“As I build climate change awareness throughout my community on this island, I want to lead by example and take more meaningful action that really makes a difference,” says Husna Khamis Hamad, 26, who lives by the coast in Pemba on the island of Zanzibar, Tanzania. 

Before joining DOT’s Climate Corps program, Husna says she knew a little bit about climate and had experienced unexpected weather, but didn’t understand the science behind the reality. “I wanted to join DOT to learn more about climate change and to find out how to help my family and my community secure our environment and economy,” explains Husna, who is working as an intern at the Feed the Future Kilimo Tija Activity, an initiative aiming to transform Zanzibar’s horticulture sector. 

She has enjoyed discovering so many different ways to protect the coastal environment and the community where she lives. “The climate curriculum was particularly impactful for me because it empowered me as a Climate Champion to be able to approach different government leaders – it gave me the confidence to network with high-profile people and start collaborating with leaders who are more influential.”

As a DOT Climate Champion, she is busy spreading awareness about the effects of climate change to local communities in Pemba, guided through DOT’s Participatory Action Research (PAR) toolkit. “Because I now have the right skillset, other people trust what I say and they know they can rely on me – they see me as a leader now and this has built hope within our communities and I have connected with 173 people wanting to get involved in the PAR projects I organize here in Zanzibar.”

Husna has instigated mangrove planting projects in two locations – these plants help store carbon, provide habitat for wildlife and protect against further coastal erosion. So far, more than 80 people aged 18 to 74 have helped plant 6,250 mangrove plants to build greater coastal resilience here in Zanzibar. As well as local residents, volunteers included government officials: “The fishing officer from the Ministry of Blue Economy, the forest officer from the Ministry of Agriculture, Irrigation, Natural Resources and Livestock plus representatives from the Department of Climate Change at the First Vice President Office and other NGOs have joined us.”

Husna could not have imagined this would be possible but now, having the awareness of the problems and urgent need for solutions, she feels compelled to build on the relationships she is making with high level decision-makers. “That’s my biggest transformation – being able to work closely with government leaders like the Micheweni District Commissioner and the Minister of Agriculture, Irrigation, Natural Resources and livestock here in Zanzibar has been a wonderful opportunity. They are keen to learn and engage with our mangrove project – hopefully this experience will inform their future plans too.”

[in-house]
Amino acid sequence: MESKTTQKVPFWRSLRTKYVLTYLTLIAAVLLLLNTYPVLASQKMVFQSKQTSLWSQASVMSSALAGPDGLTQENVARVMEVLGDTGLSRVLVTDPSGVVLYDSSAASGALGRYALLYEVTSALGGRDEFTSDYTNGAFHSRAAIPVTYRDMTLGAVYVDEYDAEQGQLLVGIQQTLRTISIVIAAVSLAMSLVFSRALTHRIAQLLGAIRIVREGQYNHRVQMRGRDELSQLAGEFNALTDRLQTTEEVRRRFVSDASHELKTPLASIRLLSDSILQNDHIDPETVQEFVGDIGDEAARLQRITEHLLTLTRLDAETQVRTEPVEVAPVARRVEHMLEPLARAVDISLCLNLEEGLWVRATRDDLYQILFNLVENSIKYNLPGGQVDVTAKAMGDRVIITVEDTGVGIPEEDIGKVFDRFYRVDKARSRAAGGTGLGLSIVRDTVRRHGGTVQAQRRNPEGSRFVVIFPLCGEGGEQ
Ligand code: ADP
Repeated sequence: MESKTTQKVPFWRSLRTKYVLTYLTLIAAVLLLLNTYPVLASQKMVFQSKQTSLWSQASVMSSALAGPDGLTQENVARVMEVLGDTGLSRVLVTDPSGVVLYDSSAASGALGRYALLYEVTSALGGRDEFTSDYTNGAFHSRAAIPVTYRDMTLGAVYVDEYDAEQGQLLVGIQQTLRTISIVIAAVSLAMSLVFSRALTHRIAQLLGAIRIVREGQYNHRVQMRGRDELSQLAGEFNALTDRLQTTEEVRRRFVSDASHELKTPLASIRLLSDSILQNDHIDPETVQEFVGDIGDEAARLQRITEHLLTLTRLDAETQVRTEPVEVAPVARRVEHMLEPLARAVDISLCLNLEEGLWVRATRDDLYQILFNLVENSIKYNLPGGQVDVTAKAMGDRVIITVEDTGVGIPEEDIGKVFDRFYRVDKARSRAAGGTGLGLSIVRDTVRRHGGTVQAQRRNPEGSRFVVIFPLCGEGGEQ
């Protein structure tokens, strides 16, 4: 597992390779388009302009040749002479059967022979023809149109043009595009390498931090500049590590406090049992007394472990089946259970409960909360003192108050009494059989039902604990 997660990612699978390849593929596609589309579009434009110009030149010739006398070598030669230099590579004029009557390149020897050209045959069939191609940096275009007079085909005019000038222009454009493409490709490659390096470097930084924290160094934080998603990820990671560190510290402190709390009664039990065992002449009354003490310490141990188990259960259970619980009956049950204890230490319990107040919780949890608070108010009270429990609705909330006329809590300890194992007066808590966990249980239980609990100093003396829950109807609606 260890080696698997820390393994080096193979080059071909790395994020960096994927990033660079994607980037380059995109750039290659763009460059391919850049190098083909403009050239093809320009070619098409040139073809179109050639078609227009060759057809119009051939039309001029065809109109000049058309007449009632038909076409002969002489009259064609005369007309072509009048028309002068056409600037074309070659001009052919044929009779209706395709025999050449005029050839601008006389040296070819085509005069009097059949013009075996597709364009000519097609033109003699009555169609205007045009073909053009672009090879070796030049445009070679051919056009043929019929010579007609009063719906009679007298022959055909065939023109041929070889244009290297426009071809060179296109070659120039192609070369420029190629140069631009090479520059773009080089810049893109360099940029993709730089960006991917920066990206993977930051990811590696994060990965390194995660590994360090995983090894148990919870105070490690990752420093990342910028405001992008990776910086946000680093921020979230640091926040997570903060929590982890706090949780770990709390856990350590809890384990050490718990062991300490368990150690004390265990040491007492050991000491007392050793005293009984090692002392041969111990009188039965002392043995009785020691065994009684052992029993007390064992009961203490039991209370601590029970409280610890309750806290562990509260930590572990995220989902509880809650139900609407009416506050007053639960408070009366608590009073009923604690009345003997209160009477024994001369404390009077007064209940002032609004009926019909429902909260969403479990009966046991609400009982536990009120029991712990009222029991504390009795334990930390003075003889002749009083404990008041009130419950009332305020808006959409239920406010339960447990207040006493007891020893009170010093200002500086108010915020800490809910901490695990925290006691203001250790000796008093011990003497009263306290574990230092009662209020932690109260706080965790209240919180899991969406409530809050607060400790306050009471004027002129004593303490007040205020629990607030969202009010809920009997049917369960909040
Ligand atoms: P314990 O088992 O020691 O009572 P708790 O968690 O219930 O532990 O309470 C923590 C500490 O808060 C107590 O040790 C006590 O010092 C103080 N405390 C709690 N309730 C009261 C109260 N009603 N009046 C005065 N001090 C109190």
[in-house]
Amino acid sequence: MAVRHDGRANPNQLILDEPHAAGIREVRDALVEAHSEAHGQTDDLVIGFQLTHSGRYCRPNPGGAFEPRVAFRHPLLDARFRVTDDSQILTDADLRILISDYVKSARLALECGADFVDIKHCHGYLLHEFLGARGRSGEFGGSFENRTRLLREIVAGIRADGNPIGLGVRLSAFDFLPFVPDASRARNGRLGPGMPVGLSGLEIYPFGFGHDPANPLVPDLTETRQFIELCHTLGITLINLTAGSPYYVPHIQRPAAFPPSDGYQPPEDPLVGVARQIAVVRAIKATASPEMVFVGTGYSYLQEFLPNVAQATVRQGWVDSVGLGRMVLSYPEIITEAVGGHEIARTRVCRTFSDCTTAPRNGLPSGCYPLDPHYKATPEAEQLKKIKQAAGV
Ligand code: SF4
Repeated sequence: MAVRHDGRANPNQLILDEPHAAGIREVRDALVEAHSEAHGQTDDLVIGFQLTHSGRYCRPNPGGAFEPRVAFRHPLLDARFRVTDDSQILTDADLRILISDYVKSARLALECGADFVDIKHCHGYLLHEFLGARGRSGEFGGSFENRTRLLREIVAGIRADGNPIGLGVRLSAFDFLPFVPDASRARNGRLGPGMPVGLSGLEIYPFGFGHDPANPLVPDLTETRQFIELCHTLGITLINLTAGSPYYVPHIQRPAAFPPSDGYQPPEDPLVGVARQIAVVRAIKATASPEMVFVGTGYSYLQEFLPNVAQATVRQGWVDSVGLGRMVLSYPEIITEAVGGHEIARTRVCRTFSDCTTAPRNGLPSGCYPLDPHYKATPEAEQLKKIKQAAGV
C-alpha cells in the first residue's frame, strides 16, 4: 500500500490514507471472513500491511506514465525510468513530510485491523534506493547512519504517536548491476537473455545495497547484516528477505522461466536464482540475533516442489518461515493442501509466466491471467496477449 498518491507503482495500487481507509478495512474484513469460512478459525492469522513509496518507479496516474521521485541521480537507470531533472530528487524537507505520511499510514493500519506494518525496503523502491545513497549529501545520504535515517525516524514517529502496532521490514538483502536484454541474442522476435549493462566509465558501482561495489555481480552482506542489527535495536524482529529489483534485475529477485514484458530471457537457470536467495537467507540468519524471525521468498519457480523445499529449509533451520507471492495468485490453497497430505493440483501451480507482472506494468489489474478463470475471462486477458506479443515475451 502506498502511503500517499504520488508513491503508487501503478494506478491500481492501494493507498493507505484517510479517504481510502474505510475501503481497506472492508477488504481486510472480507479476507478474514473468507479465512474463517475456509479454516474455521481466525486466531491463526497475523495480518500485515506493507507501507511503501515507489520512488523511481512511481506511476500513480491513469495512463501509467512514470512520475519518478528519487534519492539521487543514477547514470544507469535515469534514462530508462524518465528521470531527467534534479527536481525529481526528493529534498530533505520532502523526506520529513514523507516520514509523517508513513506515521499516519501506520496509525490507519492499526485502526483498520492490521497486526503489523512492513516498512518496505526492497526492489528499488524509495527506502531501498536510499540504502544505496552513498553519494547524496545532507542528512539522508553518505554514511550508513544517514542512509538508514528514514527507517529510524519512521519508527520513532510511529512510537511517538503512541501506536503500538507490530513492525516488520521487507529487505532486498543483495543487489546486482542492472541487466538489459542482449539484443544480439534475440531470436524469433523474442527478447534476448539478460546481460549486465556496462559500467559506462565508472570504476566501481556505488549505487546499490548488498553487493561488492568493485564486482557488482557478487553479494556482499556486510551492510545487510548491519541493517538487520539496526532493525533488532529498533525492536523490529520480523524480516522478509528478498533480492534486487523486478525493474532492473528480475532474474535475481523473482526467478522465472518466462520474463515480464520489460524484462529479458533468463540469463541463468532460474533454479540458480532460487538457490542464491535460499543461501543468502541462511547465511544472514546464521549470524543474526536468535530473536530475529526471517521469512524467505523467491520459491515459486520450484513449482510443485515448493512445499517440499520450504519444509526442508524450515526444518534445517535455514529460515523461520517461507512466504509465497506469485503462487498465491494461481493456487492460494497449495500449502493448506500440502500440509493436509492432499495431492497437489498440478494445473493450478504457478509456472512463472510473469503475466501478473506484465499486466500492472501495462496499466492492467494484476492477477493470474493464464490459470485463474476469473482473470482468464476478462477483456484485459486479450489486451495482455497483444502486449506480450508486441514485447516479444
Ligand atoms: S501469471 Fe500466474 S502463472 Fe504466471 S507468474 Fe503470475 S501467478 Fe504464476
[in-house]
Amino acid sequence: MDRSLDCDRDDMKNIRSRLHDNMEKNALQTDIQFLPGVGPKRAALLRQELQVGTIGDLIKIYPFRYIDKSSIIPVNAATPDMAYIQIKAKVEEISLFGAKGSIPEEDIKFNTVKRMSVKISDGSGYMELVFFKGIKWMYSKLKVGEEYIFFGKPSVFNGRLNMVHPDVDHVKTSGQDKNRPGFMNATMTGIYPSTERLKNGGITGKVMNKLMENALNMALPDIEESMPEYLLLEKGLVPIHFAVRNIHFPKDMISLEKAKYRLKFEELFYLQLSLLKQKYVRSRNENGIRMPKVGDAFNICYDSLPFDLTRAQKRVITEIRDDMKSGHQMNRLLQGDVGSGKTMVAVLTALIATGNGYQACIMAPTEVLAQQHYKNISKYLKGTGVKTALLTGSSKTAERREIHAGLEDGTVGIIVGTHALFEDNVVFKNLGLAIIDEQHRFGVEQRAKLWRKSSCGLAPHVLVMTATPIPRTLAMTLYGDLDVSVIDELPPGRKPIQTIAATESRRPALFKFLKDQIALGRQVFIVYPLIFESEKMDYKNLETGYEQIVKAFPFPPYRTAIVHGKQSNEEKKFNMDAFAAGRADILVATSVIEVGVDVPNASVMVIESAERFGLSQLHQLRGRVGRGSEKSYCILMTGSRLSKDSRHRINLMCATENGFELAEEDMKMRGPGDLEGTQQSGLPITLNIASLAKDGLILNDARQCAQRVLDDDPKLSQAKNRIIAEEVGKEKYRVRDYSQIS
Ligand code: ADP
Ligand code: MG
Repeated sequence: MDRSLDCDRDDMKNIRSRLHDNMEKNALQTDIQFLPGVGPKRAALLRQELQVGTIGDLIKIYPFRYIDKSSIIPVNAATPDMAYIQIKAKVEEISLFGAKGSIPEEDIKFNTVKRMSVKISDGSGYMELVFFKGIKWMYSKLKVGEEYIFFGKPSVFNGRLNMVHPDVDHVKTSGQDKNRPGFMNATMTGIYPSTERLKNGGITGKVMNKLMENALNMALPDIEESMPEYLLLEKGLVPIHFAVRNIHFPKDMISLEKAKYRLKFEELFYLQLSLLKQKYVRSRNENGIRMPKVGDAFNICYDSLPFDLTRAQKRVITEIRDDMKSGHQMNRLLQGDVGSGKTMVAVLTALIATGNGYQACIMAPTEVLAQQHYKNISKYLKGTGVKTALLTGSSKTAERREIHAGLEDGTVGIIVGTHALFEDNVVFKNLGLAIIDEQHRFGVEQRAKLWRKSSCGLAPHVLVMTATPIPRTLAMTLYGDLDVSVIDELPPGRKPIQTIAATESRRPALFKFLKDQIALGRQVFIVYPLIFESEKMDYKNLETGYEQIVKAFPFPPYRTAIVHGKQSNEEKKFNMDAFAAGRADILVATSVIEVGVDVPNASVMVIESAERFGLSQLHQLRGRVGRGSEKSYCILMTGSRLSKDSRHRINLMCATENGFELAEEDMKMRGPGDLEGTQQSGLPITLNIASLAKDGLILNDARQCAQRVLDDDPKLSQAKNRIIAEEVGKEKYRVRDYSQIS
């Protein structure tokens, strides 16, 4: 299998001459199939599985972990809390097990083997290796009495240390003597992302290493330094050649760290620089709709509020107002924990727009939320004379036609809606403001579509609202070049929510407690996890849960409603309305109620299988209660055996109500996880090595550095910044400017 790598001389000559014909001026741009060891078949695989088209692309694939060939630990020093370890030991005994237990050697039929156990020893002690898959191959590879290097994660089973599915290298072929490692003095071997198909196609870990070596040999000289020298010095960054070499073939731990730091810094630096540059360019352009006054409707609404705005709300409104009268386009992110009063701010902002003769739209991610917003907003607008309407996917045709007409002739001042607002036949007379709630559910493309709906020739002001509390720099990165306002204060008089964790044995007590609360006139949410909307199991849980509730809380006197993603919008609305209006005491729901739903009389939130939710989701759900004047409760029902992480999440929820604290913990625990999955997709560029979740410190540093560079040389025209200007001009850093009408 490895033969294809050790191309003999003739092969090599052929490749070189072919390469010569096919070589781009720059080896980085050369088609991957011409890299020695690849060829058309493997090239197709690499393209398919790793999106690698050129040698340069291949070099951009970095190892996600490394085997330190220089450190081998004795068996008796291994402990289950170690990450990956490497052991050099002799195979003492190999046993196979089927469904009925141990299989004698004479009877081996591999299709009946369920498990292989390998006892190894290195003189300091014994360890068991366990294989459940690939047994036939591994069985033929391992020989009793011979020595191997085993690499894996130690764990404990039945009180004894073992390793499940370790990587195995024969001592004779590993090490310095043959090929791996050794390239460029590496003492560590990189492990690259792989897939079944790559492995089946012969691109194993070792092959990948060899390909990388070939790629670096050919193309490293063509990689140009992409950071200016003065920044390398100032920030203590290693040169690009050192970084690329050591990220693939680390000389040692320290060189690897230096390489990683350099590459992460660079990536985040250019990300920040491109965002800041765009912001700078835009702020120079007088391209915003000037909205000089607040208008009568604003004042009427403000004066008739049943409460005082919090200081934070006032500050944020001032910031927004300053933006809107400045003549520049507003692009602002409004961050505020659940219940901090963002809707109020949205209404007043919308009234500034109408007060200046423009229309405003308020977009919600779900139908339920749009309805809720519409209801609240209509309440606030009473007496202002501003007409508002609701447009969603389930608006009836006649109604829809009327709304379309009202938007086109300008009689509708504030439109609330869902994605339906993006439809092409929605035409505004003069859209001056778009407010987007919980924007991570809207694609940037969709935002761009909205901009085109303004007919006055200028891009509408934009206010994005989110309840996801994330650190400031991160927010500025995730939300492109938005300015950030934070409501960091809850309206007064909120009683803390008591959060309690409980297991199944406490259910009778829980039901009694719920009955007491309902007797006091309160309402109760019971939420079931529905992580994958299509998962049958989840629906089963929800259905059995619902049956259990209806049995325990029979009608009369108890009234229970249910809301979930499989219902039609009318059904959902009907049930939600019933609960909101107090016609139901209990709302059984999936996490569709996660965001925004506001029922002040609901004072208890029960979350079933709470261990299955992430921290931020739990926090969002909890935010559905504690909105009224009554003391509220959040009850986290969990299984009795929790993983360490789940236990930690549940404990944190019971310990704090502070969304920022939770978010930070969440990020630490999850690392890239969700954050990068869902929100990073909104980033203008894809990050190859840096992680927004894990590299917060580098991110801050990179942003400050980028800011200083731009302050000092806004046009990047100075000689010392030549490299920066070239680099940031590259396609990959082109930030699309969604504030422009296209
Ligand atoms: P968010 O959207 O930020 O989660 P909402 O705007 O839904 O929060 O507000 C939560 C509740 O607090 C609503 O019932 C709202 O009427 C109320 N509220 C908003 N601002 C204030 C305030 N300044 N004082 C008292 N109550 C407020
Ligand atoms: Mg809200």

One of the most rewarding outcomes has been working with an older man who felt so depressed about the consequences of the environmental crisis. Husna explains that he had previously cut down plants because some people in his community were using the area where he was replanting  mangroves and other different trees for their own monetary gain without involving him. “I advised him about how best to help protect the environment and showed him that he could benefit, both economically and spiritually, by making the most of opportunities and using his faith to help  him feel stronger and comfortable enough to work with us. This work is about connecting with people’s heart and soul, not just about information and facts.”

Next, Husna will work with 24 other young entrepreneurs to plant fruit, vegetables, spices and trees in Pemba and set up facilities to recycle more waste so families and businesses can start to feel more self-sufficient. She is also looking forward to seeing the mangrove habitats develop and establish in the coming years. “These things give me hope,” she says. 

And on a personal level, she feels that DOT’s Climate Corps program has boosted her confidence. “I’m happy that I’m being trusted as a leader and a Climate Champion. I feel braver about approaching people to ask them to change something and applying for future opportunities.” 

Participating in DOT’s Climate Corps program  and getting involved in community action is “a fantastic idea”, says Husna: “Climate change impacts our society by disrupting the natural, economic and social systems we depend on, so we have to wake up and work hard to spread awareness and take more action. Community projects like this prompt us to make sustainable choices, reduce greenhouse gas emissions and protect our planet for future generations.”

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